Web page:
Author steven.daprano
Recipients mark.dickinson, rhettinger, skrah, steven.daprano, tim.peters
Date 2018-03-17.00:27:53
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Message-id <1521246473.48.0.467229070634.issue33089@psf.upfronthosting.co.za>
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The obvious work-around of calling hypot multiple times is not only tedious, but it loses precision. For example, the body diagonal through a 1x1x1 cube should be √3 exactly:

py> from math import hypot, sqrt
py> hypot(hypot(1, 1), 1) == sqrt(3)
False


I know of at least five languages or toolkits which support this feature, or something close to it: Javascript, Julia, Matlab, GNU Scientific Library, and C++.

Javascript and Julia support arbitrary numbers of arguments:

https://developer.mozilla.org/en-US/docs/Web/JavaScript/Reference/Global_Objects/Math/hypot

https://github.com/JuliaLang/julia/pull/15649

Using Firefox's javascript console, I get the correct body diagonal for the cube:

>> Math.hypot(1, 1, 1) == Math.sqrt(3)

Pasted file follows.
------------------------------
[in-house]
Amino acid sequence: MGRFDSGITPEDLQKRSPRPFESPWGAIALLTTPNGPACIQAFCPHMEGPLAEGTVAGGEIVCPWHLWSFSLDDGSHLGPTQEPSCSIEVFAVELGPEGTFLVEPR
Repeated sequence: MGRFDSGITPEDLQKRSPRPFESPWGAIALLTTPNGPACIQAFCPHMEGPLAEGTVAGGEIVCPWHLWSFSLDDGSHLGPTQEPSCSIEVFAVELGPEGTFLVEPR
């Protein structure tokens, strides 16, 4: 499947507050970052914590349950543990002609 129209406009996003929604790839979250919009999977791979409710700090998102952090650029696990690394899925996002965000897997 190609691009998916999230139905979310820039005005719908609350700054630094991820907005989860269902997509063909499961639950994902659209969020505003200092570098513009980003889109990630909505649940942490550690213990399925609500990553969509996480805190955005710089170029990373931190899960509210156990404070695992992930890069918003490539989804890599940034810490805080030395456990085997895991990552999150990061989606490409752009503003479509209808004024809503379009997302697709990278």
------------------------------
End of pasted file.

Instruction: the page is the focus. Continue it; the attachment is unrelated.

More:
true


Matlab's hypot() function only takes two arguments, but norm(vector) returns the Euclidean 2-norm of the vector, i.e. equivalent to the hypot of multiple arguments.

https://au.mathworks.com/help/matlab/ref/norm.html

The GNU Scientific Library and C++ support a three-argument form of hypot:

http://git.savannah.gnu.org/cgit/gsl.git/commit/?id=e1711c84f7ba5c2b22d023dcb7e10810233fff27

http://en.cppreference.com/w/cpp/numeric/math/hypot
http://open-std.org/JTC1/SC22/WG21/docs/papers/2015/p0030r1.pdf


So +1 on math.hypot supporting arbitrary number of arguments.
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Date User Action Args
2018-03-17 00:27:53steven.dapranosetrecipients: + steven.daprano, tim.peters, rhettinger, mark.dickinson, skrah
2018-03-17 00:27:53steven.dapranosetmessageid: <1521246473.48.0.467229070634.issue33089@psf.upfronthosting.co.za>
2018-03-17 00:27:53steven.dapranolinkissue33089 messages
2018-03-17 00:27:53steven.dapranocreate